* mouseconfig – A Redhat Linux tool used to configure the /etc/sysconfig.mouse file. This is a GUI tool.
* timeconfig – A Redhat Linux tool used to configure the /etc/sysconfig/clock file. This is a GUI tool used to set timezone and whether or not the clock is set to GMT time.
* kernelcfg – A Redhat kernel configuration utility to be started from X.
* stty – Used to configure and print the console devices.
* setterm – Set terminal attributes.
* vmstat – Report statistics on virtual memory.

X Configuration

* XF86Setup – A newer X configuration program with a GUI interface which modifies the “/etc/X11/XF86Config” configuration file.
* xf86config – An older X configuration program with a text based interface. It also modifies the “/etc/X11/XF86Config” configuration file.
* Xconfigurator – The Redhat tool used during system setup to configure X.
* SuperProbe – A program that probes the video card to determine its type for use with setting up X.
* xvidtune – This program will test video modes on the fly without modification to your X configuration. Read the usr/X11R6/lib/X11/doc/VideoModes.doc file before running this program.

Library and kernel Dependency Management

Library management:
* ldd – Used to determine shared libraries used by binary files. Type “ldd /bin/ls” to see the shared libraries used by the “ls” command.
* ldconfig – Used to update links and cache for system use of the most recent runtime shared libraries.

Kernel Management:

* lsmod – List currently installed kernel modules.
* depmod – Creates a dependency file, “modules.dep” in the directory “/lib/modules/x.x.x”, later used by modprobe to automatically load the relevant modules.
* insmod – Installs a loadable kernel module into the running kernel.
* rmmod – Unloads modules, Ex: rmmod ftape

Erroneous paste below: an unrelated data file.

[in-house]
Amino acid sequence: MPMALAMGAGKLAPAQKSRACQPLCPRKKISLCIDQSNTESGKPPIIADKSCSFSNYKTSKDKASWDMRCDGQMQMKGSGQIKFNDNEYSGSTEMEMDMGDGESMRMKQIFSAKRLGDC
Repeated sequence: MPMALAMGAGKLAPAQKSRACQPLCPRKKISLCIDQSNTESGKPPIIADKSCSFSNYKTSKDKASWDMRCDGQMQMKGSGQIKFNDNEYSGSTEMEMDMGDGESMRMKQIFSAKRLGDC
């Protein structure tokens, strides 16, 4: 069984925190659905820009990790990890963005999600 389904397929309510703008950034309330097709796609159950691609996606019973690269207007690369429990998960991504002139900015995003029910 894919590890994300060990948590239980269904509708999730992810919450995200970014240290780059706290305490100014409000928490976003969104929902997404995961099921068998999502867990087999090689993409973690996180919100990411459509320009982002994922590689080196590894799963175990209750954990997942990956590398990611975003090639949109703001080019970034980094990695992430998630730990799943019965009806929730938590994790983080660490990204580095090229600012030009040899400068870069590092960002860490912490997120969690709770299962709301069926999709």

* modprobe – Used to load a module or set of modules. Loads all modules specified in the file “modules.dep”.

General Diagnostic
System resources

* free – Show system memory availability and usage
* df – Show the amount of disk free space on each mounted filesystem.
* du – Show disk usage
* lspci – List PCI devices
* pnpdump – Lists ISA PNP device resource information.
* vmstat – Reports virtual memory statistics.


* env – List the current environment variables.
* printenv – Print a copy of the environment.
* set – Shows how the environment is set up. This command can be very useful when debugging the environment.
* runlevel – List the current and previous runlevel.
* uname – Print system information. In my case, it prints “Linux”.
* dmesg – Show the last kernel messages printed during the last boot.

Auto lock your Mac when you walk away

We geeks all have some sort of bluetooth device on us like your Nokia N80 or your new iPhone (which I will be getting and LOVE) so why not take advantage of one of these as a beacon to your computer. With a small application you can set your computer to detect the proximity of your device and perform actions based on when it comes in or goes out of range.

I’m using the free utility Proximity to do the detection. You could even unlock the computer when you come back in range, but I just want it to lock when I walk away since I always forget. With a small AppleScript that’s easy:

tell application “ScreenSaverEngine” to activate

That’s all there is to it and it works great.


I think the number one skill a sysadmin should have is a solid understanding of shells and shell scripting. The Advanced Bash-Scripting Guide is a good place to start or take a refresher. From the introduction:

A working knowledge of shell scripting is essential to anyone wishing to become reasonably proficient at system administration, even if they do not anticipate ever having to actually write a script. Consider that as a Linux machine boots up, it executes the shell scripts in /etc/rc.d to restore the system configuration and set up services. A detailed understanding of these startup scripts is important for analyzing the behavior of a system, and possibly modifying it.

Not to mention I’ll bet every sysadmin is doing some menial tasks over and over again instead of automating or simplifying them with a script. Sometimes you just don’t realize it. For instance, I can’t tell you how many times I’ve typed a loooong find command to recursively set AFS permissions and I just wrote a wrapper to do it with just two parameters the other day. That one script will literally save me minutes each week. Keep at it and you’ll save hours a week.